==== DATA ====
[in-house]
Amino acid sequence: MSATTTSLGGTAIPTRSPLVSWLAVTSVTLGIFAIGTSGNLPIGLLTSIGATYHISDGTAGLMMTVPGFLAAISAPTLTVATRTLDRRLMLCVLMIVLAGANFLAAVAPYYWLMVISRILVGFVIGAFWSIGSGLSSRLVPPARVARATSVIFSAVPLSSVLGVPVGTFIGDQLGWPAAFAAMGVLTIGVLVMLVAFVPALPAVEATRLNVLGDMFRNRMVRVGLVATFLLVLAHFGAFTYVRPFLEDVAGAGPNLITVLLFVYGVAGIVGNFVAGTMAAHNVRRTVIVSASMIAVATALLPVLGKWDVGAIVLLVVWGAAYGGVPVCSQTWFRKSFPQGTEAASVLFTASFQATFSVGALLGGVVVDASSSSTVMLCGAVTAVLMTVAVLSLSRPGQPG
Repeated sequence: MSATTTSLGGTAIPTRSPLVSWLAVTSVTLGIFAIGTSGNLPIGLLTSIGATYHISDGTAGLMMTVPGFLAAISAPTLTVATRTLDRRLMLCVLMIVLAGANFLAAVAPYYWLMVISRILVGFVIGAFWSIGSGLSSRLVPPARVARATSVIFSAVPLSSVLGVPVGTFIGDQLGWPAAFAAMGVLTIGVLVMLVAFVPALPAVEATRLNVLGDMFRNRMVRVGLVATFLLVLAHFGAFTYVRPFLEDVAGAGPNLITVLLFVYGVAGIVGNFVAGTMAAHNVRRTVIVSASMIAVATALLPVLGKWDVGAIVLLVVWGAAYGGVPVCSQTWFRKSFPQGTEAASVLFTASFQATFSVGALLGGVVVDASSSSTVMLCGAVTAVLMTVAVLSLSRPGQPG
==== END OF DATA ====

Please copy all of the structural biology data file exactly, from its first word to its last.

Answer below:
[in-house]
Amino acid sequence: MSATTTSLGGTAIPTRSPLVSWLAVTSVTLGIFAIGTSGNLPIGLLTSIGATYHISDGTAGLMMTVPGFLAAISAPTLTVATRTLDRRLMLCVLMIVLAGANFLAAVAPYYWLMVISRILVGFVIGAFWSIGSGLSSRLVPPARVARATSVIFSAVPLSSVLGVPVGTFIGDQLGWPAAFAAMGVLTIGVLVMLVAFVPALPAVEATRLNVLGDMFRNRMVRVGLVATFLLVLAHFGAFTYVRPFLEDVAGAGPNLITVLLFVYGVAGIVGNFVAGTMAAHNVRRTVIVSASMIAVATALLPVLGKWDVGAIVLLVVWGAAYGGVPVCSQTWFRKSFPQGTEAASVLFTASFQATFSVGALLGGVVVDASSSSTVMLCGAVTAVLMTVAVLSLSRPGQPG
Repeated sequence: MSATTTSLGGTAIPTRSPLVSWLAVTSVTLGIFAIGTSGNLPIGLLTSIGATYHISDGTAGLMMTVPGFLAAISAPTLTVATRTLDRRLMLCVLMIVLAGANFLAAVAPYYWLMVISRILVGFVIGAFWSIGSGLSSRLVPPARVARATSVIFSAVPLSSVLGVPVGTFIGDQLGWPAAFAAMGVLTIGVLVMLVAFVPALPAVEATRLNVLGDMFRNRMVRVGLVATFLLVLAHFGAFTYVRPFLEDVAGAGPNLITVLLFVYGVAGIVGNFVAGTMAAHNVRRTVIVSASMIAVATALLPVLGKWDVGAIVLLVVWGAAYGGVPVCSQTWFRKSFPQGTEAASVLFTASFQATFSVGALLGGVVVDASSSSTVMLCGAVTAVLMTVAVLSLSRPGQPG